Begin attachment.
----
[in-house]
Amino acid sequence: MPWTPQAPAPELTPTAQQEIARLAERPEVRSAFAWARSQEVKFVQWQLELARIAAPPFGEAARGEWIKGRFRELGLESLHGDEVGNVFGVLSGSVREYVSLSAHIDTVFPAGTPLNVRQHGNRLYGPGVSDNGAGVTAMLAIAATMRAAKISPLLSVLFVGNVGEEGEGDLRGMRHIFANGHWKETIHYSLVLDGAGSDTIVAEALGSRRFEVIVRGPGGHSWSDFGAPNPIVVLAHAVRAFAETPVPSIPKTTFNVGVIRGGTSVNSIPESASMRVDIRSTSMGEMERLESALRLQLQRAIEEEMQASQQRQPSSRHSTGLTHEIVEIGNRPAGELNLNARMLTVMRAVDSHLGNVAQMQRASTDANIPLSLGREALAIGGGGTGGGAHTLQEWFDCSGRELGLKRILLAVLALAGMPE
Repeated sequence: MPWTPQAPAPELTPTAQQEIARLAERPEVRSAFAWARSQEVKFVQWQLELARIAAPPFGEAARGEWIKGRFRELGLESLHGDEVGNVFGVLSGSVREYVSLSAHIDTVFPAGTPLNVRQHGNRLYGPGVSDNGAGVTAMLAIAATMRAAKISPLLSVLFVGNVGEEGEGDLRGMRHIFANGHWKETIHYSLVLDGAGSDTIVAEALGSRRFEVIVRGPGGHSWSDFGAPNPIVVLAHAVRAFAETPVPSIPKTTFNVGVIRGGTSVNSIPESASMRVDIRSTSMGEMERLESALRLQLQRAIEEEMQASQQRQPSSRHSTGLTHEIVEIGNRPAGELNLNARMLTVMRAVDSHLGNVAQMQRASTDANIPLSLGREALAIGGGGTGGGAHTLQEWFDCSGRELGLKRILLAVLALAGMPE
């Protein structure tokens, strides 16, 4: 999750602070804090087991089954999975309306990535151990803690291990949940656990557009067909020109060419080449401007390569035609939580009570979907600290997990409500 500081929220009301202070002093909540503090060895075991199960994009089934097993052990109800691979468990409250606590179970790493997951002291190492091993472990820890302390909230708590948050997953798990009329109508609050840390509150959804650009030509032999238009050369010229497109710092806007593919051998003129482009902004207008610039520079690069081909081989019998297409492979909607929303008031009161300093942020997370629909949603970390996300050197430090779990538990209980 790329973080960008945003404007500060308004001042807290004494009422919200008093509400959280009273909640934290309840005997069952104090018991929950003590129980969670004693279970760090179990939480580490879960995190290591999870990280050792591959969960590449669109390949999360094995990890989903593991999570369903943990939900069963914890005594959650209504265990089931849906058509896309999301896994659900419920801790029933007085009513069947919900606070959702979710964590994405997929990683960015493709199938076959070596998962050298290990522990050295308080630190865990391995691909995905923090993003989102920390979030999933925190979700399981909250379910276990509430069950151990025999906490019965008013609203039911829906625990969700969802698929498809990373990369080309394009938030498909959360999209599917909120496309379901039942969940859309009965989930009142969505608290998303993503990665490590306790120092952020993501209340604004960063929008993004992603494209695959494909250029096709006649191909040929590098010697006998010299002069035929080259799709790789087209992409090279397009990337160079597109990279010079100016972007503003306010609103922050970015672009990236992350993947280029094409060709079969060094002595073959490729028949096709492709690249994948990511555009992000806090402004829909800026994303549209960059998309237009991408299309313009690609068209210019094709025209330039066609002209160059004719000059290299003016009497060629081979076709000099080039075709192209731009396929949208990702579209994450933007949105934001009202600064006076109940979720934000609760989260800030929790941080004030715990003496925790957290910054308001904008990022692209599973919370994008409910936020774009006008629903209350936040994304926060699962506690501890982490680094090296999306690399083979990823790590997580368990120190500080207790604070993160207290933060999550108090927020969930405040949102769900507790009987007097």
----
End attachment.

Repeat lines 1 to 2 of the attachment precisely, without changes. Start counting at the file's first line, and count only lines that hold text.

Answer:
[in-house]
Amino acid sequence: MPWTPQAPAPELTPTAQQEIARLAERPEVRSAFAWARSQEVKFVQWQLELARIAAPPFGEAARGEWIKGRFRELGLESLHGDEVGNVFGVLSGSVREYVSLSAHIDTVFPAGTPLNVRQHGNRLYGPGVSDNGAGVTAMLAIAATMRAAKISPLLSVLFVGNVGEEGEGDLRGMRHIFANGHWKETIHYSLVLDGAGSDTIVAEALGSRRFEVIVRGPGGHSWSDFGAPNPIVVLAHAVRAFAETPVPSIPKTTFNVGVIRGGTSVNSIPESASMRVDIRSTSMGEMERLESALRLQLQRAIEEEMQASQQRQPSSRHSTGLTHEIVEIGNRPAGELNLNARMLTVMRAVDSHLGNVAQMQRASTDANIPLSLGREALAIGGGGTGGGAHTLQEWFDCSGRELGLKRILLAVLALAGMPE